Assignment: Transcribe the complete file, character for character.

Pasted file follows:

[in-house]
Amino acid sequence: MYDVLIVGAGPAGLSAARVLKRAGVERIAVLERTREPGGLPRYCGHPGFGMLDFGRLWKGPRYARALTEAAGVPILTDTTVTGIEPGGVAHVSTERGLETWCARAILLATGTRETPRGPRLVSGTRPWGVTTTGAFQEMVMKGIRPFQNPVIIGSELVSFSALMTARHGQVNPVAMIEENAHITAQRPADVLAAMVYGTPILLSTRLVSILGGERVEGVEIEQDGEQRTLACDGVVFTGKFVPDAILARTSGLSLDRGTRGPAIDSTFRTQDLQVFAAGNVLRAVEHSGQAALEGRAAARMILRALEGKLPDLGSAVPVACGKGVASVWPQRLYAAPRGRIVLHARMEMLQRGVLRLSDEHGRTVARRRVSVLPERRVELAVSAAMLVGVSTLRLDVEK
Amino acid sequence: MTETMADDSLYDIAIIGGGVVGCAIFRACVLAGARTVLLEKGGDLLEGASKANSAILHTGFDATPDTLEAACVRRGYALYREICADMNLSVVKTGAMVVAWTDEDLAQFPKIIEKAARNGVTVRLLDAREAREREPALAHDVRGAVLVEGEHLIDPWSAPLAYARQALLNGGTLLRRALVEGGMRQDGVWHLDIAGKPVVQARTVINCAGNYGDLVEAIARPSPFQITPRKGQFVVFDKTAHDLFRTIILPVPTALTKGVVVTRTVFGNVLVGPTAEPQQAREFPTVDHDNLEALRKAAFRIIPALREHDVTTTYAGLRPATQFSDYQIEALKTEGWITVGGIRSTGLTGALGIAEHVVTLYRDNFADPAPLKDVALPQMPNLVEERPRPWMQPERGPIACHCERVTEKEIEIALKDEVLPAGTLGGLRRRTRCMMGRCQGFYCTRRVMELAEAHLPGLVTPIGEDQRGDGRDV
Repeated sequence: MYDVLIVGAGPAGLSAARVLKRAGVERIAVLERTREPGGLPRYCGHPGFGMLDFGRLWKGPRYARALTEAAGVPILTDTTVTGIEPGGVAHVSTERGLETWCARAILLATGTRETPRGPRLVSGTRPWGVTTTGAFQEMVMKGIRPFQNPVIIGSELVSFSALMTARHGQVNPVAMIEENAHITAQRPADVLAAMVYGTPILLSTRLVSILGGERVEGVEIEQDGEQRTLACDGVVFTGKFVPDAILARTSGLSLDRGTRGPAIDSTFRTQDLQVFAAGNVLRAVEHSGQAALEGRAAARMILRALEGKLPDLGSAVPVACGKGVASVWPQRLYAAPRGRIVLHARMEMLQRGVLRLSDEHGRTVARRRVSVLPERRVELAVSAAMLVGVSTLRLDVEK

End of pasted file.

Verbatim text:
[in-house]
Amino acid sequence: MYDVLIVGAGPAGLSAARVLKRAGVERIAVLERTREPGGLPRYCGHPGFGMLDFGRLWKGPRYARALTEAAGVPILTDTTVTGIEPGGVAHVSTERGLETWCARAILLATGTRETPRGPRLVSGTRPWGVTTTGAFQEMVMKGIRPFQNPVIIGSELVSFSALMTARHGQVNPVAMIEENAHITAQRPADVLAAMVYGTPILLSTRLVSILGGERVEGVEIEQDGEQRTLACDGVVFTGKFVPDAILARTSGLSLDRGTRGPAIDSTFRTQDLQVFAAGNVLRAVEHSGQAALEGRAAARMILRALEGKLPDLGSAVPVACGKGVASVWPQRLYAAPRGRIVLHARMEMLQRGVLRLSDEHGRTVARRRVSVLPERRVELAVSAAMLVGVSTLRLDVEK
Amino acid sequence: MTETMADDSLYDIAIIGGGVVGCAIFRACVLAGARTVLLEKGGDLLEGASKANSAILHTGFDATPDTLEAACVRRGYALYREICADMNLSVVKTGAMVVAWTDEDLAQFPKIIEKAARNGVTVRLLDAREAREREPALAHDVRGAVLVEGEHLIDPWSAPLAYARQALLNGGTLLRRALVEGGMRQDGVWHLDIAGKPVVQARTVINCAGNYGDLVEAIARPSPFQITPRKGQFVVFDKTAHDLFRTIILPVPTALTKGVVVTRTVFGNVLVGPTAEPQQAREFPTVDHDNLEALRKAAFRIIPALREHDVTTTYAGLRPATQFSDYQIEALKTEGWITVGGIRSTGLTGALGIAEHVVTLYRDNFADPAPLKDVALPQMPNLVEERPRPWMQPERGPIACHCERVTEKEIEIALKDEVLPAGTLGGLRRRTRCMMGRCQGFYCTRRVMELAEAHLPGLVTPIGEDQRGDGRDV
Repeated sequence: MYDVLIVGAGPAGLSAARVLKRAGVERIAVLERTREPGGLPRYCGHPGFGMLDFGRLWKGPRYARALTEAAGVPILTDTTVTGIEPGGVAHVSTERGLETWCARAILLATGTRETPRGPRLVSGTRPWGVTTTGAFQEMVMKGIRPFQNPVIIGSELVSFSALMTARHGQVNPVAMIEENAHITAQRPADVLAAMVYGTPILLSTRLVSILGGERVEGVEIEQDGEQRTLACDGVVFTGKFVPDAILARTSGLSLDRGTRGPAIDSTFRTQDLQVFAAGNVLRAVEHSGQAALEGRAAARMILRALEGKLPDLGSAVPVACGKGVASVWPQRLYAAPRGRIVLHARMEMLQRGVLRLSDEHGRTVARRRVSVLPERRVELAVSAAMLVGVSTLRLDVEK